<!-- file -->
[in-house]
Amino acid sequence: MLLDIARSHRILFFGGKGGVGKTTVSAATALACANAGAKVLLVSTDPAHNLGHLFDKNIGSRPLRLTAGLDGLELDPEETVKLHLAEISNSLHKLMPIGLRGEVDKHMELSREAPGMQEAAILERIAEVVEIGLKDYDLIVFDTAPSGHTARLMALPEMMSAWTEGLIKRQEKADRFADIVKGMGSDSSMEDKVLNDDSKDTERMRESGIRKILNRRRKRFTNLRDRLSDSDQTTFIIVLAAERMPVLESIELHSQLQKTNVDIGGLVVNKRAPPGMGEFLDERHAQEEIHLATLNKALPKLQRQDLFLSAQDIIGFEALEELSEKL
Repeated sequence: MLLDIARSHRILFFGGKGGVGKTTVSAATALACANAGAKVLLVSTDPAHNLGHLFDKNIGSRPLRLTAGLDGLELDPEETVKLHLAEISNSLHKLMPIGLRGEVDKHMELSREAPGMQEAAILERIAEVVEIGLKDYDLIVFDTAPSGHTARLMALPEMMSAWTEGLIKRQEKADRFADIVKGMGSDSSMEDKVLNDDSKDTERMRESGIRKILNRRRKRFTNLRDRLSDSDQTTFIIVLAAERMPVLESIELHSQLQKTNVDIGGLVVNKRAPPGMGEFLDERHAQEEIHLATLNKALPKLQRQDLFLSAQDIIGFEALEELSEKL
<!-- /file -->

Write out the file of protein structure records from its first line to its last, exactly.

[in-house]
Amino acid sequence: MLLDIARSHRILFFGGKGGVGKTTVSAATALACANAGAKVLLVSTDPAHNLGHLFDKNIGSRPLRLTAGLDGLELDPEETVKLHLAEISNSLHKLMPIGLRGEVDKHMELSREAPGMQEAAILERIAEVVEIGLKDYDLIVFDTAPSGHTARLMALPEMMSAWTEGLIKRQEKADRFADIVKGMGSDSSMEDKVLNDDSKDTERMRESGIRKILNRRRKRFTNLRDRLSDSDQTTFIIVLAAERMPVLESIELHSQLQKTNVDIGGLVVNKRAPPGMGEFLDERHAQEEIHLATLNKALPKLQRQDLFLSAQDIIGFEALEELSEKL
Repeated sequence: MLLDIARSHRILFFGGKGGVGKTTVSAATALACANAGAKVLLVSTDPAHNLGHLFDKNIGSRPLRLTAGLDGLELDPEETVKLHLAEISNSLHKLMPIGLRGEVDKHMELSREAPGMQEAAILERIAEVVEIGLKDYDLIVFDTAPSGHTARLMALPEMMSAWTEGLIKRQEKADRFADIVKGMGSDSSMEDKVLNDDSKDTERMRESGIRKILNRRRKRFTNLRDRLSDSDQTTFIIVLAAERMPVLESIELHSQLQKTNVDIGGLVVNKRAPPGMGEFLDERHAQEEIHLATLNKALPKLQRQDLFLSAQDIIGFEALEELSEKL